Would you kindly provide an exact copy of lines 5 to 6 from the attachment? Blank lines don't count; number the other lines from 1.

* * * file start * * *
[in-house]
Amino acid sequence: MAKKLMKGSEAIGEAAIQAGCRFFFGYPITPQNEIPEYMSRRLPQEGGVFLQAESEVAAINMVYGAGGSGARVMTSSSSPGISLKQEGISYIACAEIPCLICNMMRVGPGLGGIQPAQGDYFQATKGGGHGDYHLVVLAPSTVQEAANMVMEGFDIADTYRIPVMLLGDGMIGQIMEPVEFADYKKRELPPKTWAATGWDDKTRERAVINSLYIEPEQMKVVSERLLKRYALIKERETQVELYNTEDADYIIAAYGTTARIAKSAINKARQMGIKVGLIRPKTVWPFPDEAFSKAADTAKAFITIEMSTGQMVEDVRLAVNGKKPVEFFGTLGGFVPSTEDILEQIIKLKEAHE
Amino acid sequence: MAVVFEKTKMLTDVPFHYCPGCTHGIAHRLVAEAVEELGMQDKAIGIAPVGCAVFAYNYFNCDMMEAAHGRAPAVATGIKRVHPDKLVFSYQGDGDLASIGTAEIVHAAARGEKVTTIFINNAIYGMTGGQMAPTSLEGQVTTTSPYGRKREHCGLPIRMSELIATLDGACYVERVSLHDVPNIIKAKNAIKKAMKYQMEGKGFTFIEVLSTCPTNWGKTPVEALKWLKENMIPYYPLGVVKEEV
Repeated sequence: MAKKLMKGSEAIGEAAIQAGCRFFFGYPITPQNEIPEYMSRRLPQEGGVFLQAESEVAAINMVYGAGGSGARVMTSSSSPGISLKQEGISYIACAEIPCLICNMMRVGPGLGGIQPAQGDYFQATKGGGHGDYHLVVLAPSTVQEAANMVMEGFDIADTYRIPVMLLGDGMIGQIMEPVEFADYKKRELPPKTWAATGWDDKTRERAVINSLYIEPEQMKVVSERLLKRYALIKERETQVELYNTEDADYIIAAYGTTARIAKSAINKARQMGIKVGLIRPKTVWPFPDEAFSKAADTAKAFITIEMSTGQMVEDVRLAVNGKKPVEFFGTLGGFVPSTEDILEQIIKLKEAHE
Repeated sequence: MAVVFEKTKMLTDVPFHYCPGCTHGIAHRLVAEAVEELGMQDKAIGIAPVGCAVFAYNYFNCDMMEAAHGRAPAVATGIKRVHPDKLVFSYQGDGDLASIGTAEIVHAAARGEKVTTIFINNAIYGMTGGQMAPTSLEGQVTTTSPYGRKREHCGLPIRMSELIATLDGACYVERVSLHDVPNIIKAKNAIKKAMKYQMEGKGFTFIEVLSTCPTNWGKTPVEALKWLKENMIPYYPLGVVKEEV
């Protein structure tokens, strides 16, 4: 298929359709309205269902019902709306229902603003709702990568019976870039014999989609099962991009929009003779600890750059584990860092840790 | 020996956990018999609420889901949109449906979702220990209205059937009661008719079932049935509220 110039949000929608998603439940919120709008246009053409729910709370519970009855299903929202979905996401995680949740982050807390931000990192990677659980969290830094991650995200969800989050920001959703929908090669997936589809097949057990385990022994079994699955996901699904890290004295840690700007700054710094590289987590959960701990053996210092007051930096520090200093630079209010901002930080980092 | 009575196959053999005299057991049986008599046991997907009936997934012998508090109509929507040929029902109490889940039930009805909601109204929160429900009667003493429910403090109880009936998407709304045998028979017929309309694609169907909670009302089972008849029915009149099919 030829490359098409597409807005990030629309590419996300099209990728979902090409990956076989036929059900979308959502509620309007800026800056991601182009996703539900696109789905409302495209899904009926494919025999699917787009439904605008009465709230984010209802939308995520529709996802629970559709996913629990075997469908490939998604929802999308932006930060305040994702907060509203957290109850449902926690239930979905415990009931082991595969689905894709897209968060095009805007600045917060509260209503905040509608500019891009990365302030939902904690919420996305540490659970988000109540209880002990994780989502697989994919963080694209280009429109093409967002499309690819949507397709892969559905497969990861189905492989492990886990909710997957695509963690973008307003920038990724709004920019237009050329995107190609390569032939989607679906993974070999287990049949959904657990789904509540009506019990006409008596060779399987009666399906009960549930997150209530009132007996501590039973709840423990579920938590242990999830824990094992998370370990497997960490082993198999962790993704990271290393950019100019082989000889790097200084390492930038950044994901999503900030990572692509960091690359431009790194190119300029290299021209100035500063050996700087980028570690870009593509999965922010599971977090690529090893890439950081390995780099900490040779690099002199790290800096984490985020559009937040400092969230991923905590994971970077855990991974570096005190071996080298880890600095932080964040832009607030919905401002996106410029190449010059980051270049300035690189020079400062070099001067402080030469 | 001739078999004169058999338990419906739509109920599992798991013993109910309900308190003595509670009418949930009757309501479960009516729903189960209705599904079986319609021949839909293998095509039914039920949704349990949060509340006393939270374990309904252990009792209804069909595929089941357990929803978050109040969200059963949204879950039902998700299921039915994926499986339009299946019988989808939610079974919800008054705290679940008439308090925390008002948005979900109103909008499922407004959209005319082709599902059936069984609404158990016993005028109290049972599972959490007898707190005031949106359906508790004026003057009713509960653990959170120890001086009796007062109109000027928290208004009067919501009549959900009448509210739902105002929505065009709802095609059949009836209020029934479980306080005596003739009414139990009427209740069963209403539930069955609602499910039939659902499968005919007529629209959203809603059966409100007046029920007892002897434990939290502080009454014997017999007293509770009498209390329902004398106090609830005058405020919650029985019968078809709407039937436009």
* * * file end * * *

Repeated sequence: MAVVFEKTKMLTDVPFHYCPGCTHGIAHRLVAEAVEELGMQDKAIGIAPVGCAVFAYNYFNCDMMEAAHGRAPAVATGIKRVHPDKLVFSYQGDGDLASIGTAEIVHAAARGEKVTTIFINNAIYGMTGGQMAPTSLEGQVTTTSPYGRKREHCGLPIRMSELIATLDGACYVERVSLHDVPNIIKAKNAIKKAMKYQMEGKGFTFIEVLSTCPTNWGKTPVEALKWLKENMIPYYPLGVVKEEV
């Protein structure tokens, strides 16, 4: 298929359709309205269902019902709306229902603003709702990568019976870039014999989609099962991009929009003779600890750059584990860092840790 | 020996956990018999609420889901949109449906979702220990209205059937009661008719079932049935509220 110039949000929608998603439940919120709008246009053409729910709370519970009855299903929202979905996401995680949740982050807390931000990192990677659980969290830094991650995200969800989050920001959703929908090669997936589809097949057990385990022994079994699955996901699904890290004295840690700007700054710094590289987590959960701990053996210092007051930096520090200093630079209010901002930080980092 | 009575196959053999005299057991049986008599046991997907009936997934012998508090109509929507040929029902109490889940039930009805909601109204929160429900009667003493429910403090109880009936998407709304045998028979017929309309694609169907909670009302089972008849029915009149099919 030829490359098409597409807005990030629309590419996300099209990728979902090409990956076989036929059900979308959502509620309007800026800056991601182009996703539900696109789905409302495209899904009926494919025999699917787009439904605008009465709230984010209802939308995520529709996802629970559709996913629990075997469908490939998604929802999308932006930060305040994702907060509203957290109850449902926690239930979905415990009931082991595969689905894709897209968060095009805007600045917060509260209503905040509608500019891009990365302030939902904690919420996305540490659970988000109540209880002990994780989502697989994919963080694209280009429109093409967002499309690819949507397709892969559905497969990861189905492989492990886990909710997957695509963690973008307003920038990724709004920019237009050329995107190609390569032939989607679906993974070999287990049949959904657990789904509540009506019990006409008596060779399987009666399906009960549930997150209530009132007996501590039973709840423990579920938590242990999830824990094992998370370990497997960490082993198999962790993704990271290393950019100019082989000889790097200084390492930038950044994901999503900030990572692509960091690359431009790194190119300029290299021209100035500063050996700087980028570690870009593509999965922010599971977090690529090893890439950081390995780099900490040779690099002199790290800096984490985020559009937040400092969230991923905590994971970077855990991974570096005190071996080298880890600095932080964040832009607030919905401002996106410029190449010059980051270049300035690189020079400062070099001067402080030469 | 001739078999004169058999338990419906739509109920599992798991013993109910309900308190003595509670009418949930009757309501479960009516729903189960209705599904079986319609021949839909293998095509039914039920949704349990949060509340006393939270374990309904252990009792209804069909595929089941357990929803978050109040969200059963949204879950039902998700299921039915994926499986339009299946019988989808939610079974919800008054705290679940008439308090925390008002948005979900109103909008499922407004959209005319082709599902059936069984609404158990016993005028109290049972599972959490007898707190005031949106359906508790004026003057009713509960653990959170120890001086009796007062109109000027928290208004009067919501009549959900009448509210739902105002929505065009709802095609059949009836209020029934479980306080005596003739009414139990009427209740069963209403539930069955609602499910039939659902499968005919007529629209959203809603059966409100007046029920007892002897434990939290502080009454014997017999007293509770009498209390329902004398106090609830005058405020919650029985019968078809709407039937436009």